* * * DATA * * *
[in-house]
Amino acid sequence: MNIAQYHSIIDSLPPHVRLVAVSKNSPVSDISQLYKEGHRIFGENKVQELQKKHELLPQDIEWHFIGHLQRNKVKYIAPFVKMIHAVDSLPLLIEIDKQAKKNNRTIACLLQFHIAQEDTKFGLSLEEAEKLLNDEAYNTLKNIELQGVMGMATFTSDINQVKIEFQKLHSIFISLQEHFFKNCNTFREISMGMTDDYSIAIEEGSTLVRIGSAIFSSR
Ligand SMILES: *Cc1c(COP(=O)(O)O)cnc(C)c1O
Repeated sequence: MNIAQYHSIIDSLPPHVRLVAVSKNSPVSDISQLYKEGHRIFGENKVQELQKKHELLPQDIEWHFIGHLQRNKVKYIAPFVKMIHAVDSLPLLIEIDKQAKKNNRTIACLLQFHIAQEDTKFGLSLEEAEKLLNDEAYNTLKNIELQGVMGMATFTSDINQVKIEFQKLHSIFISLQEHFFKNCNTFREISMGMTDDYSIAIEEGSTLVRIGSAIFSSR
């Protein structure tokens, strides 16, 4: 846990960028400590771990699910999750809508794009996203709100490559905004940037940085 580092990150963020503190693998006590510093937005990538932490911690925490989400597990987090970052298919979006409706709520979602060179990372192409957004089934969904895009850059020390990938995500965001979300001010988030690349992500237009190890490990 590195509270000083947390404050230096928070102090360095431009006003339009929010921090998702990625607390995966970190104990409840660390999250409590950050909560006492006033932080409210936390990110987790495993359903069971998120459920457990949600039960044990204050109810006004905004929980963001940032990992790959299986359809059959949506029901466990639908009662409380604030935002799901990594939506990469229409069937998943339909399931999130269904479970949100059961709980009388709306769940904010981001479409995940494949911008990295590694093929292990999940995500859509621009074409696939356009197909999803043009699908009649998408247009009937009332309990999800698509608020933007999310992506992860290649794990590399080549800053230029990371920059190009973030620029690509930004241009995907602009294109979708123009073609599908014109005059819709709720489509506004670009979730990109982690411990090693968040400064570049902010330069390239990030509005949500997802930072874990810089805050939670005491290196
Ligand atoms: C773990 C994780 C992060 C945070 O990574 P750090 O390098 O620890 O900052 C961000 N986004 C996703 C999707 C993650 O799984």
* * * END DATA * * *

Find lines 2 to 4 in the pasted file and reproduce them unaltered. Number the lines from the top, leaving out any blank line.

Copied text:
Amino acid sequence: MNIAQYHSIIDSLPPHVRLVAVSKNSPVSDISQLYKEGHRIFGENKVQELQKKHELLPQDIEWHFIGHLQRNKVKYIAPFVKMIHAVDSLPLLIEIDKQAKKNNRTIACLLQFHIAQEDTKFGLSLEEAEKLLNDEAYNTLKNIELQGVMGMATFTSDINQVKIEFQKLHSIFISLQEHFFKNCNTFREISMGMTDDYSIAIEEGSTLVRIGSAIFSSR
Ligand SMILES: *Cc1c(COP(=O)(O)O)cnc(C)c1O
Repeated sequence: MNIAQYHSIIDSLPPHVRLVAVSKNSPVSDISQLYKEGHRIFGENKVQELQKKHELLPQDIEWHFIGHLQRNKVKYIAPFVKMIHAVDSLPLLIEIDKQAKKNNRTIACLLQFHIAQEDTKFGLSLEEAEKLLNDEAYNTLKNIELQGVMGMATFTSDINQVKIEFQKLHSIFISLQEHFFKNCNTFREISMGMTDDYSIAIEEGSTLVRIGSAIFSSR